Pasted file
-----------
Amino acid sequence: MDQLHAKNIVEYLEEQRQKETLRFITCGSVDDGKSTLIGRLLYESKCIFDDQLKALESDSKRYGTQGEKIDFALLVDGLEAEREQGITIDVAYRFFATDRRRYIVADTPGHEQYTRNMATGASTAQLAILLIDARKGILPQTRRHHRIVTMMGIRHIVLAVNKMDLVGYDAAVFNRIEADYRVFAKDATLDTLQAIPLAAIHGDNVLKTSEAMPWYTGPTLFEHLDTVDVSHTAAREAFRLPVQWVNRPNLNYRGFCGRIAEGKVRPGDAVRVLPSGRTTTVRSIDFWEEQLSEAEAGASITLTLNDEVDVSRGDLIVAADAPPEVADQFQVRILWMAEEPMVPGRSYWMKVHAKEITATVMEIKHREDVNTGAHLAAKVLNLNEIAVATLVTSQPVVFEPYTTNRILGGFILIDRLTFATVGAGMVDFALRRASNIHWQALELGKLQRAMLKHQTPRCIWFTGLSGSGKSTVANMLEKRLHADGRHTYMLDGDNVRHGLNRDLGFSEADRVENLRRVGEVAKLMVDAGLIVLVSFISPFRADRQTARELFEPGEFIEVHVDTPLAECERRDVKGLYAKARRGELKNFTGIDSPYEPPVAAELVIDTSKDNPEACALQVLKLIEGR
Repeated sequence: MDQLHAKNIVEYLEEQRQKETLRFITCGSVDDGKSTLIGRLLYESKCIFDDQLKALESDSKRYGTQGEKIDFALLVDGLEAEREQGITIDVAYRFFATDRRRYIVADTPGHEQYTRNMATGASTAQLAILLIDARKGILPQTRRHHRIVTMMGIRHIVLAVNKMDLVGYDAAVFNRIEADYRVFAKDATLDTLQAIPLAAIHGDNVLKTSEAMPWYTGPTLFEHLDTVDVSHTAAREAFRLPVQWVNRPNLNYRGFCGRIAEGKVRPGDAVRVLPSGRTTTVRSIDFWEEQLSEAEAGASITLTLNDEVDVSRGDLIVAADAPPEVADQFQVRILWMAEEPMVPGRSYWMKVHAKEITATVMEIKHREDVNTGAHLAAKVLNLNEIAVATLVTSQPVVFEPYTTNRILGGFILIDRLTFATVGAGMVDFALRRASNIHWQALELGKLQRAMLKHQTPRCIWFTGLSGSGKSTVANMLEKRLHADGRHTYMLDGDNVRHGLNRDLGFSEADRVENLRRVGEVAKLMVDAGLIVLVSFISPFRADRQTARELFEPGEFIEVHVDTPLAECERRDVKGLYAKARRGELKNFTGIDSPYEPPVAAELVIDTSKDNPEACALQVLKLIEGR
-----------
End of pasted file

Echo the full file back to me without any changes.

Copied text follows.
Amino acid sequence: MDQLHAKNIVEYLEEQRQKETLRFITCGSVDDGKSTLIGRLLYESKCIFDDQLKALESDSKRYGTQGEKIDFALLVDGLEAEREQGITIDVAYRFFATDRRRYIVADTPGHEQYTRNMATGASTAQLAILLIDARKGILPQTRRHHRIVTMMGIRHIVLAVNKMDLVGYDAAVFNRIEADYRVFAKDATLDTLQAIPLAAIHGDNVLKTSEAMPWYTGPTLFEHLDTVDVSHTAAREAFRLPVQWVNRPNLNYRGFCGRIAEGKVRPGDAVRVLPSGRTTTVRSIDFWEEQLSEAEAGASITLTLNDEVDVSRGDLIVAADAPPEVADQFQVRILWMAEEPMVPGRSYWMKVHAKEITATVMEIKHREDVNTGAHLAAKVLNLNEIAVATLVTSQPVVFEPYTTNRILGGFILIDRLTFATVGAGMVDFALRRASNIHWQALELGKLQRAMLKHQTPRCIWFTGLSGSGKSTVANMLEKRLHADGRHTYMLDGDNVRHGLNRDLGFSEADRVENLRRVGEVAKLMVDAGLIVLVSFISPFRADRQTARELFEPGEFIEVHVDTPLAECERRDVKGLYAKARRGELKNFTGIDSPYEPPVAAELVIDTSKDNPEACALQVLKLIEGR
Repeated sequence: MDQLHAKNIVEYLEEQRQKETLRFITCGSVDDGKSTLIGRLLYESKCIFDDQLKALESDSKRYGTQGEKIDFALLVDGLEAEREQGITIDVAYRFFATDRRRYIVADTPGHEQYTRNMATGASTAQLAILLIDARKGILPQTRRHHRIVTMMGIRHIVLAVNKMDLVGYDAAVFNRIEADYRVFAKDATLDTLQAIPLAAIHGDNVLKTSEAMPWYTGPTLFEHLDTVDVSHTAAREAFRLPVQWVNRPNLNYRGFCGRIAEGKVRPGDAVRVLPSGRTTTVRSIDFWEEQLSEAEAGASITLTLNDEVDVSRGDLIVAADAPPEVADQFQVRILWMAEEPMVPGRSYWMKVHAKEITATVMEIKHREDVNTGAHLAAKVLNLNEIAVATLVTSQPVVFEPYTTNRILGGFILIDRLTFATVGAGMVDFALRRASNIHWQALELGKLQRAMLKHQTPRCIWFTGLSGSGKSTVANMLEKRLHADGRHTYMLDGDNVRHGLNRDLGFSEADRVENLRRVGEVAKLMVDAGLIVLVSFISPFRADRQTARELFEPGEFIEVHVDTPLAECERRDVKGLYAKARRGELKNFTGIDSPYEPPVAAELVIDTSKDNPEACALQVLKLIEGR